I might be wrong, but I think there was a miscommunication about the tethering – it sounded like she thought you meant it as a way to force a bond, but I think you meant it as a way to not let Molly go off and get herself into trouble. Otherwise, tether or x-pen, you’re still forcing the dog to stay within a certain area…

    I could go on and on but I’ll spare you any more of my foursigmatic fueled ramblings. Hopefully my writing made sense. Would love to hear an episode about more serious behavior adjustment stuff!

    Your “Be nice to your dog for God’s sake” sign off was perfect.

    Thanks as always for the great content!

  13. Any suggestions for training two dogs? We have two litter-mate bros about 18 months old that could use some more work. Should we train them together or separately?

  14. Aww…I remember when you first adopted Molly and were considering training options on your FB page — I was one of the many that chimed in against CM, and refered you to Ian Dunbar, Susan Garrett, Karen Pryor, Jean Donaldson, etc. I am so pleased to see that you made the sound decision to utilize humane, effective, scientifically proven methods to modify and shape her behavior to create a peaceful, stress-free life for her living in our human society. I am only shocked that, being who you are and what you do, and that you were able to make this excellent choice for methods to train Molly, that you continue to feed kibble. I know. I know — the diet issue is such a can of worms, and with most people I wouldn’t even say a thing, but you are so plugged into the diet/nutrition topic for humans that it’s just shocking to me. It’s just so hard to believe that you wouldn’t feed her a species appropriate, wholesome, fresh food diet – particularly since you are so interested in health and nutrition that you don’t recognize how feeding her a raw diet would “just make sense”. But well done on the training aspect — you are making well-informed and excellent choices for Molly on this front! Perhaps you could explain your reasoning behind choosing to feed her processed foods vs. a species-appropriate fresh foods diet? I would be curious to hear your thoughts. Apologies if you have already discussed the “dreaded” diet decision and topic in the past, but you’ve tackled the training topic (, diet, off-leash access, spay/neuter and vaccinations are the biggest lightening rod issues in dogs/cats) so you’ve already tackled one on this list – diet next? 🙂 Cheers! Kasie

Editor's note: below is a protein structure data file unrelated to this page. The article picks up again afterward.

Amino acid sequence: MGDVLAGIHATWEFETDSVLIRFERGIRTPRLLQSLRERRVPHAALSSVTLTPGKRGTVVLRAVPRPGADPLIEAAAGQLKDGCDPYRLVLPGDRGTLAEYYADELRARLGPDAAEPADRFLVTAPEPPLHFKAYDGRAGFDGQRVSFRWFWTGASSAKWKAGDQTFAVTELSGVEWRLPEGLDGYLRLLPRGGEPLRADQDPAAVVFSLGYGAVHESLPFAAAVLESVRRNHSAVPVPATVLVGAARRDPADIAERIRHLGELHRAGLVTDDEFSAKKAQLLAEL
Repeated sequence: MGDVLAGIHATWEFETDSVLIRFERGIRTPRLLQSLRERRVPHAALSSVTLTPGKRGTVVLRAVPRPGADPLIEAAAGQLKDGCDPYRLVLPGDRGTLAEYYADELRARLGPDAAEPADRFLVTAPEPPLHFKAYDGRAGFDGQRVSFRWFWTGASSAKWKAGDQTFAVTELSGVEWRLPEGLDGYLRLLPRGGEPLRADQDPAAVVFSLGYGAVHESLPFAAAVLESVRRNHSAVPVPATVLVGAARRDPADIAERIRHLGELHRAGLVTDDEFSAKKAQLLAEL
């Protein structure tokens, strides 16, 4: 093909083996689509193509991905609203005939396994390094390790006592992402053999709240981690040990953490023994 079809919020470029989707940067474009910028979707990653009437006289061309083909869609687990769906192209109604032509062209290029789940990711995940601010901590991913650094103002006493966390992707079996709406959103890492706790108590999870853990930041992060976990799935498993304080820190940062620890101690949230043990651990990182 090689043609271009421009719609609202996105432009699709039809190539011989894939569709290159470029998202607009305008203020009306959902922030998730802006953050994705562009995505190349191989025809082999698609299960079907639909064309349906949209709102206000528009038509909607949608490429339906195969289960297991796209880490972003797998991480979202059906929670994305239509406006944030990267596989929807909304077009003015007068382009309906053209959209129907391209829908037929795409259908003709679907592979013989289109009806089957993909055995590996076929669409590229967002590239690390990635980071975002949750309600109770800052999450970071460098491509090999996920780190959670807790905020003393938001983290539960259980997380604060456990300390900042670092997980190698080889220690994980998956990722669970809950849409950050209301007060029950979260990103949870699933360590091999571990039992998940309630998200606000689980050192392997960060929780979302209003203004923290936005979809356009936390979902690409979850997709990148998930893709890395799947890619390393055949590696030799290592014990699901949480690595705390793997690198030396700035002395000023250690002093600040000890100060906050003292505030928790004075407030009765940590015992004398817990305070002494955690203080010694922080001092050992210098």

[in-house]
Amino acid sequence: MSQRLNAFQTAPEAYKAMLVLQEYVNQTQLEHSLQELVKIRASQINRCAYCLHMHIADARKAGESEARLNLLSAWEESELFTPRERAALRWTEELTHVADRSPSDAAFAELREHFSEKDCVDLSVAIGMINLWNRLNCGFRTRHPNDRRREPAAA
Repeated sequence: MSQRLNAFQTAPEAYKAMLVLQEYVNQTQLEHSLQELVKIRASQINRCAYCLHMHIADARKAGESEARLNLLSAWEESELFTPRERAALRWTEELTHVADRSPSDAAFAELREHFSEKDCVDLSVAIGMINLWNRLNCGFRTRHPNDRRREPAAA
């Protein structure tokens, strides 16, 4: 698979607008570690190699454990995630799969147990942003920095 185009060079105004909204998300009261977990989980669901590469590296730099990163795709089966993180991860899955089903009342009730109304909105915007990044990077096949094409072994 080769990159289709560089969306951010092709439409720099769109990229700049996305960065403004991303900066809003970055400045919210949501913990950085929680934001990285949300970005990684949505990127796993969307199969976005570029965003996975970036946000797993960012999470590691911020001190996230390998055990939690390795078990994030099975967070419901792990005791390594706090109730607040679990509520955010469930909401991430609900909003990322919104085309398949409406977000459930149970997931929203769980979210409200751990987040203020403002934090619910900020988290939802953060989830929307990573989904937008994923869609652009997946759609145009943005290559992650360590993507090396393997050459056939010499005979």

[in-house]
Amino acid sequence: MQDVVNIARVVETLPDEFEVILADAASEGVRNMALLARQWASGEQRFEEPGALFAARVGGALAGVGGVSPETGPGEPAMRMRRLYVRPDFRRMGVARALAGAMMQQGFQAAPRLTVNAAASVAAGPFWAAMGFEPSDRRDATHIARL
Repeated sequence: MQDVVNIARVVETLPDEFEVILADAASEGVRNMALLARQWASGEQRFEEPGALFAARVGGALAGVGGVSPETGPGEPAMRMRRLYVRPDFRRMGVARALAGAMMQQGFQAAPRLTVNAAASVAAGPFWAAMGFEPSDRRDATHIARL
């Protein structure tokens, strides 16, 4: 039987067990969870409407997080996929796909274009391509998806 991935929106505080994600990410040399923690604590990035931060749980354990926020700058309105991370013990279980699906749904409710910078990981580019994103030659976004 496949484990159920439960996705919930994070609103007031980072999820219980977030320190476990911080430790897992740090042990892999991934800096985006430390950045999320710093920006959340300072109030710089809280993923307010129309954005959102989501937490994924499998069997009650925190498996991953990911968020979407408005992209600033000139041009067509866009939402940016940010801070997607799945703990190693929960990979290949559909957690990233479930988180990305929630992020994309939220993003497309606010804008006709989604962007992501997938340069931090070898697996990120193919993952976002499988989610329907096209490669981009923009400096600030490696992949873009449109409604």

15. Really enjoyed this episode. My 9-year-old dog has been learning some new tricks, like not being a feral dick.

    My favorite interviews have been the guests who aren’t celebrities. They always seem more real and have more tips that I can apply to my own life.

    Some brains I’d love for you to pick:

    A teacher–at any grade level, really. Tips on parenting, group management, teaching and learning…

    A classical musician (might I suggest Yuja Wang?)–How to practice better, dealing with nerves in performance…

    A living philosopher–How to think and reason better, navigating morality in the real world…

    Robert Greene–I’m surprised this hasn’t happened already.

    Thanks for the work you do. My life is definitely better since I discovered 4HWW ten-ish years ago. Can’t wait to get my copy of ToT.

  16. My post-it note of stand out management principle, canine, homo sapiens…business etc…:

    What do I want?

    What have I got?

    Where’s the value?

    then, create the behaviour

    and, reinforce.

    Rinse and repeat….!

    Thank you Susan and Tim

  17. I am interested in “What you should do in the first 24 hours of adopting a puppy”, because dogs have different behavior, as well as character!

  18. Thanks so much for featuring an amazing positive, choice-based trainer! It’s really sad to me that so many people only know about force-based, punishment based training thanks to the media’s focus on that type of training. Susan is one of my mentors and my sll time fave dog trainer!

  19. Great episode Tim. I will be revisiting it and putting into practice next month when I dogsit for my parents for six weeks!

    I am an interviewer and I’m always trying to improve by studying great interviewers (like you). One of the ways of studying I have found helpful is to transcribe just what the interviewer says / asks. This way you can attempt to follow their train of thought as they were listening to the subject. It’s particularly interesting to hear how the interviewer handles transitions from one subject to another, and how they ask follow up questions.